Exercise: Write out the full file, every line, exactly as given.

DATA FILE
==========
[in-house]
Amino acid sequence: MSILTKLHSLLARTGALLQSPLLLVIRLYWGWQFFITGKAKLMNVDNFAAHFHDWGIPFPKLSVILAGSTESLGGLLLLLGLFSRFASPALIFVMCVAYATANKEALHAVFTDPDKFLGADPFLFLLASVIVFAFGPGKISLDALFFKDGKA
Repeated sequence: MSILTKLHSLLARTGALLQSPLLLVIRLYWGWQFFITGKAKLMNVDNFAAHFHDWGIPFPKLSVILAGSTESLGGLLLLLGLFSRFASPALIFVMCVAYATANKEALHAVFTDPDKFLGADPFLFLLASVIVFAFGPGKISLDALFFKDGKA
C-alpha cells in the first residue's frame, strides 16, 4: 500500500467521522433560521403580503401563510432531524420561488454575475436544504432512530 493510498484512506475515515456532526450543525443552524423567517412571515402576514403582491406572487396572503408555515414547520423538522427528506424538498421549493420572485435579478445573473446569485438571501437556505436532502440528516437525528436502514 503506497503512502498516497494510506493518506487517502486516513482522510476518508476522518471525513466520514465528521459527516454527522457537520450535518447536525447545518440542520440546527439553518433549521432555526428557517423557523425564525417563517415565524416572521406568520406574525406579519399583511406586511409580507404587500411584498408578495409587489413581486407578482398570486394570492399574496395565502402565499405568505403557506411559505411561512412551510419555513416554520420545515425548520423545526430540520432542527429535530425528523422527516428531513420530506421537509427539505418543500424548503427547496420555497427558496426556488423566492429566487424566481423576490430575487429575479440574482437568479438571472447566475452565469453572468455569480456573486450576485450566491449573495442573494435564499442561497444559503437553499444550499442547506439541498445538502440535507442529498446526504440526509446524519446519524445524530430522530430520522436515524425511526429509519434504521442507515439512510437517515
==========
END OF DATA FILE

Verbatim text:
[in-house]
Amino acid sequence: MSILTKLHSLLARTGALLQSPLLLVIRLYWGWQFFITGKAKLMNVDNFAAHFHDWGIPFPKLSVILAGSTESLGGLLLLLGLFSRFASPALIFVMCVAYATANKEALHAVFTDPDKFLGADPFLFLLASVIVFAFGPGKISLDALFFKDGKA
Repeated sequence: MSILTKLHSLLARTGALLQSPLLLVIRLYWGWQFFITGKAKLMNVDNFAAHFHDWGIPFPKLSVILAGSTESLGGLLLLLGLFSRFASPALIFVMCVAYATANKEALHAVFTDPDKFLGADPFLFLLASVIVFAFGPGKISLDALFFKDGKA
C-alpha cells in the first residue's frame, strides 16, 4: 500500500467521522433560521403580503401563510432531524420561488454575475436544504432512530 493510498484512506475515515456532526450543525443552524423567517412571515402576514403582491406572487396572503408555515414547520423538522427528506424538498421549493420572485435579478445573473446569485438571501437556505436532502440528516437525528436502514 503506497503512502498516497494510506493518506487517502486516513482522510476518508476522518471525513466520514465528521459527516454527522457537520450535518447536525447545518440542520440546527439553518433549521432555526428557517423557523425564525417563517415565524416572521406568520406574525406579519399583511406586511409580507404587500411584498408578495409587489413581486407578482398570486394570492399574496395565502402565499405568505403557506411559505411561512412551510419555513416554520420545515425548520423545526430540520432542527429535530425528523422527516428531513420530506421537509427539505418543500424548503427547496420555497427558496426556488423566492429566487424566481423576490430575487429575479440574482437568479438571472447566475452565469453572468455569480456573486450576485450566491449573495442573494435564499442561497444559503437553499444550499442547506439541498445538502440535507442529498446526504440526509446524519446519524445524530430522530430520522436515524425511526429509519434504521442507515439512510437517515